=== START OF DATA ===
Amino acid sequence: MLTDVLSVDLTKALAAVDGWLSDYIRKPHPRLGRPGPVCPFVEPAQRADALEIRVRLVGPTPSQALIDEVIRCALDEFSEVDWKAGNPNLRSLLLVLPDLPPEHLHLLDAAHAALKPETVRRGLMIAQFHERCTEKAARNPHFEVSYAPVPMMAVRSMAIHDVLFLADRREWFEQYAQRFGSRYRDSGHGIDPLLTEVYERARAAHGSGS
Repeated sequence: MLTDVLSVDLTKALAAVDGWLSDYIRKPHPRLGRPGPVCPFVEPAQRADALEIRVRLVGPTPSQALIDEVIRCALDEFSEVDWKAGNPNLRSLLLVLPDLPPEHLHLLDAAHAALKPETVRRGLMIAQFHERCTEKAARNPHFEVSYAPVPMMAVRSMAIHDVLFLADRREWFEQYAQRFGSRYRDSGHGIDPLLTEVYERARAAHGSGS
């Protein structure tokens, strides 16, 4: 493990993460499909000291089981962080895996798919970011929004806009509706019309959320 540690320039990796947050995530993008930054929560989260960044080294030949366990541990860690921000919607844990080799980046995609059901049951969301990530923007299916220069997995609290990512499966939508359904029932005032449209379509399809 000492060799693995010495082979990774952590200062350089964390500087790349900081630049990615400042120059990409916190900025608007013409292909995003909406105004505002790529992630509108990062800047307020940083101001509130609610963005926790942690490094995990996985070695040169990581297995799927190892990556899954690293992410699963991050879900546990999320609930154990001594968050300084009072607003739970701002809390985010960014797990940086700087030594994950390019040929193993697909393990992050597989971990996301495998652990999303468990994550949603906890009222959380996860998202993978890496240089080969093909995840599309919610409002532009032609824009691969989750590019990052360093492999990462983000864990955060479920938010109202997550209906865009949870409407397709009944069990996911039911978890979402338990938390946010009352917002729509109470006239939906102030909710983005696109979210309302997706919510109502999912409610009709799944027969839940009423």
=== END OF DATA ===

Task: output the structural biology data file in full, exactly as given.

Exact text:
Amino acid sequence: MLTDVLSVDLTKALAAVDGWLSDYIRKPHPRLGRPGPVCPFVEPAQRADALEIRVRLVGPTPSQALIDEVIRCALDEFSEVDWKAGNPNLRSLLLVLPDLPPEHLHLLDAAHAALKPETVRRGLMIAQFHERCTEKAARNPHFEVSYAPVPMMAVRSMAIHDVLFLADRREWFEQYAQRFGSRYRDSGHGIDPLLTEVYERARAAHGSGS
Repeated sequence: MLTDVLSVDLTKALAAVDGWLSDYIRKPHPRLGRPGPVCPFVEPAQRADALEIRVRLVGPTPSQALIDEVIRCALDEFSEVDWKAGNPNLRSLLLVLPDLPPEHLHLLDAAHAALKPETVRRGLMIAQFHERCTEKAARNPHFEVSYAPVPMMAVRSMAIHDVLFLADRREWFEQYAQRFGSRYRDSGHGIDPLLTEVYERARAAHGSGS
């Protein structure tokens, strides 16, 4: 493990993460499909000291089981962080895996798919970011929004806009509706019309959320 540690320039990796947050995530993008930054929560989260960044080294030949366990541990860690921000919607844990080799980046995609059901049951969301990530923007299916220069997995609290990512499966939508359904029932005032449209379509399809 000492060799693995010495082979990774952590200062350089964390500087790349900081630049990615400042120059990409916190900025608007013409292909995003909406105004505002790529992630509108990062800047307020940083101001509130609610963005926790942690490094995990996985070695040169990581297995799927190892990556899954690293992410699963991050879900546990999320609930154990001594968050300084009072607003739970701002809390985010960014797990940086700087030594994950390019040929193993697909393990992050597989971990996301495998652990999303468990994550949603906890009222959380996860998202993978890496240089080969093909995840599309919610409002532009032609824009691969989750590019990052360093492999990462983000864990955060479920938010109202997550209906865009949870409407397709009944069990996911039911978890979402338990938390946010009352917002729509109470006239939906102030909710983005696109979210309302997706919510109502999912409610009709799944027969839940009423």